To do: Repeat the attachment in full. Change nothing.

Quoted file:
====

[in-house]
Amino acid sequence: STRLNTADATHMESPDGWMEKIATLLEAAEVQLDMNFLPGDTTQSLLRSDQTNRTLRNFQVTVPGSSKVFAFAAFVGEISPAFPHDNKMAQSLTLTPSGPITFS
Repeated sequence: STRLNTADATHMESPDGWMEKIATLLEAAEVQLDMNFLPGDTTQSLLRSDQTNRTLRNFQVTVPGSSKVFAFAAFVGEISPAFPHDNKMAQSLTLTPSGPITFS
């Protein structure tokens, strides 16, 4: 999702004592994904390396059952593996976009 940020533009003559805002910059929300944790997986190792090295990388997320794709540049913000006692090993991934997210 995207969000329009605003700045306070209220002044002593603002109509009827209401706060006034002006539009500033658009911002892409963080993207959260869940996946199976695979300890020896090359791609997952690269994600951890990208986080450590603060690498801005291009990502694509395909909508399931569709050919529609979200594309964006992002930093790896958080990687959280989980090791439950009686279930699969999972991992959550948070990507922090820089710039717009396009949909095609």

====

[in-house]
Amino acid sequence: STRLNTADATHMESPDGWMEKIATLLEAAEVQLDMNFLPGDTTQSLLRSDQTNRTLRNFQVTVPGSSKVFAFAAFVGEISPAFPHDNKMAQSLTLTPSGPITFS
Repeated sequence: STRLNTADATHMESPDGWMEKIATLLEAAEVQLDMNFLPGDTTQSLLRSDQTNRTLRNFQVTVPGSSKVFAFAAFVGEISPAFPHDNKMAQSLTLTPSGPITFS
């Protein structure tokens, strides 16, 4: 999702004592994904390396059952593996976009 940020533009003559805002910059929300944790997986190792090295990388997320794709540049913000006692090993991934997210 995207969000329009605003700045306070209220002044002593603002109509009827209401706060006034002006539009500033658009911002892409963080993207959260869940996946199976695979300890020896090359791609997952690269994600951890990208986080450590603060690498801005291009990502694509395909909508399931569709050919529609979200594309964006992002930093790896958080990687959280989980090791439950009686279930699969999972991992959550948070990507922090820089710039717009396009949909095609």